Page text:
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Did you ever stop to taste a carrot? Not just eat it, but taste it? You can’t taste the beauty and energy of the earth in a Twinkie. — Astrid Alauda

Summer Rolls with Scallops, Corn and Garden Herbs

Summer rolls. I added some of the vegetables to the dip too.

These appetizers and have a fresh, bright flavor. I used local carrots, herbs and regional scallops. You can find the rice paper wrappers and dried maifun noodles in most gourmet or Asian markets, as well as some supermarkets and health food stores. Makes about 12. Easily doubled or tripled

The Rolls
1.5 ounces maifun noodles
1/4 pound scallops, muscles removed, sliced
1 ear of corn, shucked and kernels removed
1 carrot, grated
2 tablespoons chopped peanuts, optional
2 tablespoons coarsely chopped cilantro leaves
2 tablespoons coarsely chopped mint leaves
1 tablespoon Asian fish sauce
1 tablespoon fresh lime juice
l/4 teaspoon hot chili pepper flakes
l/8 teaspoon salt or to taste
about 12 triangular rice paper wrappers

The Dipping Sauce
1  tablespoon lime juice
1-1/2 teaspoons rice wine vinegar
1-1/2 teaspoons Asian fish sauce
1-1/2 teaspoons sugar
A generous pinch of hot chili pepper flakes, or to taste

Optional Garnish
Sliced scallion greens
Toasted sesame seeds

l. Bring a pot of water to a boil. Add the noodles and corn. Cook for 2 minutes or until the noodles are soft but not mushy. Turn off the heat. Drop in the scallops  and let them sit in the hot water until almost cooked through, about 1-2 minutes. If you are unsure, you can pull one out and look. Uncooked scallops are a touch translucent.

2. Drain the pot in a colander and run cold water over the ingredients until they are cool. Firmly shake the colander to remove the excess liquid.

3. Add the noodle mixture to a bowl with the remaining summer roll ingredients, except for the rice paper. Toss.

4. Assemble. Place a dishtowel on a work surface. Fill a medium bowl with warm water and submerge 3-4 sheets of rice paper in the water, one at a time. When soft and pliable, about l minute, pull them out and pat dry. Arrange sheets on the towel with wide end towards you. Place about 1 rounded tablespoon of the drained filling in the center of each sheet. Fold in the sides and roll away from you. Set on a plate and complete the rest of the summer rolls with the remaining ingredients. Keeps wrapped well for l day covered in the refrigerator with a moist paper towel.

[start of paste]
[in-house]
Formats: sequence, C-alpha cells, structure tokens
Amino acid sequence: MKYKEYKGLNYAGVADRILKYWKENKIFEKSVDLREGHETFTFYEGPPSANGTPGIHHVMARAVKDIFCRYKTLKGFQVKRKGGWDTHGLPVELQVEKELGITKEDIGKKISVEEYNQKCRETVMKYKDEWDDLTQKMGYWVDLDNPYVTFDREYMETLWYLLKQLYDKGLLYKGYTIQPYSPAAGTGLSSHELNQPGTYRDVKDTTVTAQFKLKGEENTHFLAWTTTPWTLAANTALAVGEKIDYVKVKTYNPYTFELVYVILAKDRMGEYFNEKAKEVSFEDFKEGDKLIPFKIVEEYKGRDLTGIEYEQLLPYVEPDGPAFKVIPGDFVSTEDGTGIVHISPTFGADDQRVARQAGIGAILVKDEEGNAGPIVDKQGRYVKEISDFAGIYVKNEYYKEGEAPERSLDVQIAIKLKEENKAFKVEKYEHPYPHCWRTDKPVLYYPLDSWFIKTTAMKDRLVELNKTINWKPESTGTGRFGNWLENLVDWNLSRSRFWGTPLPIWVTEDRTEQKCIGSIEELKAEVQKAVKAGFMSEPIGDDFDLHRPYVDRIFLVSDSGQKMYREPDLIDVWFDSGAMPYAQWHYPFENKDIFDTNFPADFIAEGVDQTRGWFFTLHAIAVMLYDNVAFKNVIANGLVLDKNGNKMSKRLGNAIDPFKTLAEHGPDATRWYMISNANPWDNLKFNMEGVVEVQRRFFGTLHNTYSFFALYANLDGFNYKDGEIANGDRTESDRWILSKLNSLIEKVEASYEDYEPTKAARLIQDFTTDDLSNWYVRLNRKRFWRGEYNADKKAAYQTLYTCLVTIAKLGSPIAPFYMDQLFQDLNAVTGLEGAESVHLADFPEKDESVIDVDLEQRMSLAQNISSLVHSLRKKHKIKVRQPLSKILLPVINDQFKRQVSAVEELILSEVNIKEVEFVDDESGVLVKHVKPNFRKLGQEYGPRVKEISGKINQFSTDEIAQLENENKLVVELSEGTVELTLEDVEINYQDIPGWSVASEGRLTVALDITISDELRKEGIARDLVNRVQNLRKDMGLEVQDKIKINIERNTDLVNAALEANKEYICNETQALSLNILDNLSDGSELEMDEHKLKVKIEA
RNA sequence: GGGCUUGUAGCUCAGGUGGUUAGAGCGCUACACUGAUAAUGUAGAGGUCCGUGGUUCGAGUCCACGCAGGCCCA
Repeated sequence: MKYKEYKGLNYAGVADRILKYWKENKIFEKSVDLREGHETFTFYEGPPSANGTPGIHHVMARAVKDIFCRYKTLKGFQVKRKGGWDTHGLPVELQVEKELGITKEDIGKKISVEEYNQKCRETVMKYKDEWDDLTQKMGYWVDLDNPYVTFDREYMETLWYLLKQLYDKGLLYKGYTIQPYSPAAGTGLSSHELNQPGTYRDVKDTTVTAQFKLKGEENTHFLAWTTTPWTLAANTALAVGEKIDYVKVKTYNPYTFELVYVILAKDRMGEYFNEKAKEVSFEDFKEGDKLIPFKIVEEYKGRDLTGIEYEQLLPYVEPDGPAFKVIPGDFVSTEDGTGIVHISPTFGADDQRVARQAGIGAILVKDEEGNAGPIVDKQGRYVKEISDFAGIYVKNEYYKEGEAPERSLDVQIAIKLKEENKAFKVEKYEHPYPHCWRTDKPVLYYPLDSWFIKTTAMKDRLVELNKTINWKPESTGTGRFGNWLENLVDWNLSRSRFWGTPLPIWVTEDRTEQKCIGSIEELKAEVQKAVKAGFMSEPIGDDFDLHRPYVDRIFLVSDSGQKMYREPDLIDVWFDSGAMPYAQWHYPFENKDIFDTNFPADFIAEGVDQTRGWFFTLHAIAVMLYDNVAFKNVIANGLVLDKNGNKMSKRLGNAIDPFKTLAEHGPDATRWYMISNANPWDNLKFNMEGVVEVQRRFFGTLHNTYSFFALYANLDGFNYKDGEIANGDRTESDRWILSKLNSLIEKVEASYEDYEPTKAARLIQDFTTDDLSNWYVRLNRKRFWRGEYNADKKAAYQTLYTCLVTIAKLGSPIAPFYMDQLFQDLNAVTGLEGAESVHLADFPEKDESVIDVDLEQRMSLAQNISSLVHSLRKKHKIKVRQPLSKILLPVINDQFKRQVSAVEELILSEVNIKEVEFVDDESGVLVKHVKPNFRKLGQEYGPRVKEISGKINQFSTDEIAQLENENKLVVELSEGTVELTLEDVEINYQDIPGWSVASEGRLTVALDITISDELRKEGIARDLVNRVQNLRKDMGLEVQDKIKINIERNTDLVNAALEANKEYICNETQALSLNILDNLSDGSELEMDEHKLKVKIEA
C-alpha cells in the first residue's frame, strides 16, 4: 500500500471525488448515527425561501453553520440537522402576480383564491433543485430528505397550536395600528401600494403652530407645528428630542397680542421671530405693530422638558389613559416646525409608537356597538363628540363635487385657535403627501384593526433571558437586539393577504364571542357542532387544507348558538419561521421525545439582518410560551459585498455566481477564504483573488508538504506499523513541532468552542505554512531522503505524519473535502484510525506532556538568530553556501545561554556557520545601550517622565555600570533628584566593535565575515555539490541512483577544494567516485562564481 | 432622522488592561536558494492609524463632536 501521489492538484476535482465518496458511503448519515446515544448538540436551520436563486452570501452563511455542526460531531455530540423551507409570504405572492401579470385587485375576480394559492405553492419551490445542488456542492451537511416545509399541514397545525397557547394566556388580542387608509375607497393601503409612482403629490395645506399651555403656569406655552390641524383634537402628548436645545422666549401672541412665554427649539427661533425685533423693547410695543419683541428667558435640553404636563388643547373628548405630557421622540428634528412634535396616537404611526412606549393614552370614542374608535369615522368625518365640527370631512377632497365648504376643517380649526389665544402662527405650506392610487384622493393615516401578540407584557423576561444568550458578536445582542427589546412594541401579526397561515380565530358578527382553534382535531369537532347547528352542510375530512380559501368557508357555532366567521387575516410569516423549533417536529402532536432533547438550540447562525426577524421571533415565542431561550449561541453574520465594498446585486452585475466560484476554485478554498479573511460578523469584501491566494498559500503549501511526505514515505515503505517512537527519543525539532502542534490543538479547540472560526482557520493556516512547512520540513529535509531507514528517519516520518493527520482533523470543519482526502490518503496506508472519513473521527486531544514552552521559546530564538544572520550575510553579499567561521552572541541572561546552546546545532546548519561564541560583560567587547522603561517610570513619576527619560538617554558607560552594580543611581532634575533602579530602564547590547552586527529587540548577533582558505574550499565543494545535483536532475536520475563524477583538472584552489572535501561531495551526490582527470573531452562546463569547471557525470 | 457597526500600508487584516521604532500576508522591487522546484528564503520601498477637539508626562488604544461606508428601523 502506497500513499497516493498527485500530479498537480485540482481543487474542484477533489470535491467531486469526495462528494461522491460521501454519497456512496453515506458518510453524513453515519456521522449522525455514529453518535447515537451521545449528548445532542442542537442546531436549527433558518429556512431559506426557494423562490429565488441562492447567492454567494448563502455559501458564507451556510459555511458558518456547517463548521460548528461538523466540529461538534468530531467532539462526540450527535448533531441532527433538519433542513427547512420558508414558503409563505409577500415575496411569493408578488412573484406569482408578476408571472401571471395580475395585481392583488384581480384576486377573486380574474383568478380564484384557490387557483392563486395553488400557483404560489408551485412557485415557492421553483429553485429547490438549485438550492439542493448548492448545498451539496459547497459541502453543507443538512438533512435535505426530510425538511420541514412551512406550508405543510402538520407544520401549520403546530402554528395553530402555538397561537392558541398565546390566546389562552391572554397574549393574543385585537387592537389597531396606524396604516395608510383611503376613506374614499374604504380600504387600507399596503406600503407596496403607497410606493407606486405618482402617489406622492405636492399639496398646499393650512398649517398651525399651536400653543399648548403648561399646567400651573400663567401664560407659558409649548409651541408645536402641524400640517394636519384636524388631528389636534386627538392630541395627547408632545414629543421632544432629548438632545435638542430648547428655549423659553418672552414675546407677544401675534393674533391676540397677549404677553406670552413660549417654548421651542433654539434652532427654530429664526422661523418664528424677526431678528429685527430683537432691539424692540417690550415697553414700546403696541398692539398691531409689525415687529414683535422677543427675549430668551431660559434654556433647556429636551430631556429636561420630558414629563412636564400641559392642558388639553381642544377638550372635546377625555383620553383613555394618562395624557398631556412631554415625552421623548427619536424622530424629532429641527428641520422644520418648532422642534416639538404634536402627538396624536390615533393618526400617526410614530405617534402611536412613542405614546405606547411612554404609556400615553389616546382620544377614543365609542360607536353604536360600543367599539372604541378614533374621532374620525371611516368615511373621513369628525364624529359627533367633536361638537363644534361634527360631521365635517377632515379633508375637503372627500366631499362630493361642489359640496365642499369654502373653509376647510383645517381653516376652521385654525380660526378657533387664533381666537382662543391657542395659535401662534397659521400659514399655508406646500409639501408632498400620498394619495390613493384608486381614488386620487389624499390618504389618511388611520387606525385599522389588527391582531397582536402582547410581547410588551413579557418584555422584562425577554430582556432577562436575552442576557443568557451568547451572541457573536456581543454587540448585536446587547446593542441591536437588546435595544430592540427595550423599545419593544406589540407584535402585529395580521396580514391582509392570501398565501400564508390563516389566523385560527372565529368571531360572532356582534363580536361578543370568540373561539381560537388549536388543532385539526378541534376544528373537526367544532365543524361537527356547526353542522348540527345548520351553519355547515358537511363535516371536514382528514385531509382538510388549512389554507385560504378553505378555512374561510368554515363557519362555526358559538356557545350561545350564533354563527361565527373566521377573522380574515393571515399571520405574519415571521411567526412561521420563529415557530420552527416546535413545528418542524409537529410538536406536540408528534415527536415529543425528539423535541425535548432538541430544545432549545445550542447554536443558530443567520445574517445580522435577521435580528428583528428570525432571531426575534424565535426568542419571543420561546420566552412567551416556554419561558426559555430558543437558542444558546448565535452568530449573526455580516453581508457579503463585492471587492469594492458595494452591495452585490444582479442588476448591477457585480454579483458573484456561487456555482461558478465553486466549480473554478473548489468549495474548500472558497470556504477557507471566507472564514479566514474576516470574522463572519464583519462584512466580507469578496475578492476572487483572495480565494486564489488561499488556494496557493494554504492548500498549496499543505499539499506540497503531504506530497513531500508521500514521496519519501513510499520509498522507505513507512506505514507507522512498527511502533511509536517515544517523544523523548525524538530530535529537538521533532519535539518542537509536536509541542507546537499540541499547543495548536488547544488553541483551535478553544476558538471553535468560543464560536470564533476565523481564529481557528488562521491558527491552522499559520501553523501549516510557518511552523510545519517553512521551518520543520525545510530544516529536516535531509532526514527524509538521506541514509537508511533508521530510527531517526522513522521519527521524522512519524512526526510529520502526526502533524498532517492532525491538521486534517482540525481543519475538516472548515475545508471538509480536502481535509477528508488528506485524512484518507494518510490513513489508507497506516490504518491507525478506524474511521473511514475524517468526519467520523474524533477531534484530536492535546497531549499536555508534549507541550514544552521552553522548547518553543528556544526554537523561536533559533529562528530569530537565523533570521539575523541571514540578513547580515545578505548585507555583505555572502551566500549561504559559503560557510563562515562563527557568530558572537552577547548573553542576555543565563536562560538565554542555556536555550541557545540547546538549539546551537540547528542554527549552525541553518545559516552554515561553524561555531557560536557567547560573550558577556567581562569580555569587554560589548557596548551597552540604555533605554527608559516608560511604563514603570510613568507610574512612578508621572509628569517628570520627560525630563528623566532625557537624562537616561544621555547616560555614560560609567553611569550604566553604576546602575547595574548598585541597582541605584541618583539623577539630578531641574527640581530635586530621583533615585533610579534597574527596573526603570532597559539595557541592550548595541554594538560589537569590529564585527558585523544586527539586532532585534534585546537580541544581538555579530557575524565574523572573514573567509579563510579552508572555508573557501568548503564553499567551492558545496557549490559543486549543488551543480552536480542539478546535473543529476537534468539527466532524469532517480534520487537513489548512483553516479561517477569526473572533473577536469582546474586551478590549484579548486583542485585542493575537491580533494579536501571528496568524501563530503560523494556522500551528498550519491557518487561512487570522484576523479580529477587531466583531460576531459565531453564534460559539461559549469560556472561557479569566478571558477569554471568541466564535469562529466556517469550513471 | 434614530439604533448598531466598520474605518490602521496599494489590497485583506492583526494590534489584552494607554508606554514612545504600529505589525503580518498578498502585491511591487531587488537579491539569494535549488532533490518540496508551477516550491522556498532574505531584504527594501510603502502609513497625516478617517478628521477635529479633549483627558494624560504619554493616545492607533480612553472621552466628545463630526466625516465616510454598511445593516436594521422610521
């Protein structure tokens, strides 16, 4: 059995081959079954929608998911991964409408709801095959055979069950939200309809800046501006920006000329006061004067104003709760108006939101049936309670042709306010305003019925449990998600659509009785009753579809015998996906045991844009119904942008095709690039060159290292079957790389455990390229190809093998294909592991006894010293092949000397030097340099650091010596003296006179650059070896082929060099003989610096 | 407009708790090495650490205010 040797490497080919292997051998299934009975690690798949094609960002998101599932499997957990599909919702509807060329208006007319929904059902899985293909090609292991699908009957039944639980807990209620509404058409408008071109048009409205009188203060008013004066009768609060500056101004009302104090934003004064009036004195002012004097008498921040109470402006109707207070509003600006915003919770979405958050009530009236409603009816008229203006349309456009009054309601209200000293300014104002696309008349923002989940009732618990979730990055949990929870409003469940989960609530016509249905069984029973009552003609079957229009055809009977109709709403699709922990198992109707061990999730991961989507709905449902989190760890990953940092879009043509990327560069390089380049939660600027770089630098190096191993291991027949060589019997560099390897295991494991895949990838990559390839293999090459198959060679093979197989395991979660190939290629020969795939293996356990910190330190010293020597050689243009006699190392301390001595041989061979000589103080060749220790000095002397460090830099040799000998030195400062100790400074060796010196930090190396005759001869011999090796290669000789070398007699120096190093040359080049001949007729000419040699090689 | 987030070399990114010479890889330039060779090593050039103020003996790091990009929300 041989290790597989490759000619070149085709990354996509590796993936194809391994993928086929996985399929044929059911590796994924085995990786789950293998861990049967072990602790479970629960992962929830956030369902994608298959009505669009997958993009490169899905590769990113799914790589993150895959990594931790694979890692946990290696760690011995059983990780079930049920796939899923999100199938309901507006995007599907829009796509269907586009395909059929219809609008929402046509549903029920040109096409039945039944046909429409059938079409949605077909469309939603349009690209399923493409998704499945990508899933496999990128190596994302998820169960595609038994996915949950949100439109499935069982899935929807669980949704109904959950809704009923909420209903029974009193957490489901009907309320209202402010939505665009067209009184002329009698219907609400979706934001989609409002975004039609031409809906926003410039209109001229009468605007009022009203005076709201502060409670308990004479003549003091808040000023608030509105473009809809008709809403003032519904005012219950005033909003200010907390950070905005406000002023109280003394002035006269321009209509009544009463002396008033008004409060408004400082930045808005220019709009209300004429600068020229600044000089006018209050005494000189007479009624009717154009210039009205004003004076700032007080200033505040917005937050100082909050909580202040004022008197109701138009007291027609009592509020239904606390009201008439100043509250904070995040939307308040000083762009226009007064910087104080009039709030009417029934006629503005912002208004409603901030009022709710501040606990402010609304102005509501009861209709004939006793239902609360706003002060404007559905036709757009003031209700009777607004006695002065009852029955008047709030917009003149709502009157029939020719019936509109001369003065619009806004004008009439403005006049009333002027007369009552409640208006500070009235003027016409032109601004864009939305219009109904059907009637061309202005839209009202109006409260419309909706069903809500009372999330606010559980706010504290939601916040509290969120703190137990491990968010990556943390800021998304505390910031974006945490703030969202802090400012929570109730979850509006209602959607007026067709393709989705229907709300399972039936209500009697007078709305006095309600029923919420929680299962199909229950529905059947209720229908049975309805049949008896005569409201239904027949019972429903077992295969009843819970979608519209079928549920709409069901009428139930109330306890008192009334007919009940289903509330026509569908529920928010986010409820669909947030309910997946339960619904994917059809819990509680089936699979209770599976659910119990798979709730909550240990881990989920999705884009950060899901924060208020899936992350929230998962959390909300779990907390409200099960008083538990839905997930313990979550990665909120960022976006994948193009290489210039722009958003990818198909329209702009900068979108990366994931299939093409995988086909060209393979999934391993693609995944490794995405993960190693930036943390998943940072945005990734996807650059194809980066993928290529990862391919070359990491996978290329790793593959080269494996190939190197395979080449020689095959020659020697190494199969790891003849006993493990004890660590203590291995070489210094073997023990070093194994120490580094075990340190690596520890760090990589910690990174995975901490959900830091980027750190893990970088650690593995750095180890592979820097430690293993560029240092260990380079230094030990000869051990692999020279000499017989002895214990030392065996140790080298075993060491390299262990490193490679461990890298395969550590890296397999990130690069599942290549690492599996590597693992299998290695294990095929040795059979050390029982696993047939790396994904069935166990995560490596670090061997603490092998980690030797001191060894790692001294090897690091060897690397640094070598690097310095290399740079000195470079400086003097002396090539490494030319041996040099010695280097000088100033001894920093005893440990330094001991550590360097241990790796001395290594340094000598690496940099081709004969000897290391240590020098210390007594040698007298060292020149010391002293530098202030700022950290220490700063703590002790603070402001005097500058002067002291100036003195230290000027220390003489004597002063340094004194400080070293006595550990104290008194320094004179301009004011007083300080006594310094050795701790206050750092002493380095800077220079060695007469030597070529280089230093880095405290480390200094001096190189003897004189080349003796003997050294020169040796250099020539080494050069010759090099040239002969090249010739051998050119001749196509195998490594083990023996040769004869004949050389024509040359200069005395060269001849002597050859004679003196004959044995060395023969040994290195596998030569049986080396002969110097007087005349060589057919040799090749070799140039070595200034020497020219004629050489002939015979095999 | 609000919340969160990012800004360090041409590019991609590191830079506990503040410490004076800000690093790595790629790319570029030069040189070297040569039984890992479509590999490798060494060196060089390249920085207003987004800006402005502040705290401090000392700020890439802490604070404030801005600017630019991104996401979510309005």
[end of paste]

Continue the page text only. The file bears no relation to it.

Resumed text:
5. Combine dip sauce ingredients and serve with the summer rolls, sprinkled with scallions and sesame seeds, if you like.

Sustainable scallops in my summer rolls?

Sometimes being PC is exhausting, especially when I try to buy regional fish that is also sustainably raised and caught. Our oceans are a mess and issues of sustainability are complex. But the resources mentioned here, as well as the story of how I decided to buy these scallops should help you make sensible fish and seafood selections.

The easiest approach is to use FishPhone when you’re shopping. Check to see what’s regional. Then text 30644 to The Blue Ocean Institute’s sustainable seafood text messaging service with the message FISH and the name of the fish you are interested in buying. They’ll text back an assessment and better alternatives to fish that have significant environmental concerns.

I can’t get a cell phone connection at my home and like to make my decisions before I go shopping. So here is how I went about it: I wanted something regional and adore shrimp in summer rolls, but regional shrimp isn’t available here right now so I bought scallops, which have a similar enough taste and texture. Switching the kind of fish you buy is sometimes a good solution.

But I wanted to know if buying scallops was an environmentally acceptable way to go. So, I checked The Monteray Aquarium’s Seafood Watch. Their site told me that farmed scallops from China and Japan were the best choice now, but that wild regional scallops were a good alternative. Being a locavore, I bought the regional scallops, the closest sustainable selection. My reasoning?  Support local fisheries, local economies, and buy food that uses less fossil fuel. Go for the freshest fish. And finally, I prefer the flavor of wild caught fish!

Seafood choices can be complex and the Monteray Aquiriium also has a downloadable guide (just scan down on the page) that is extremely helpful.

 

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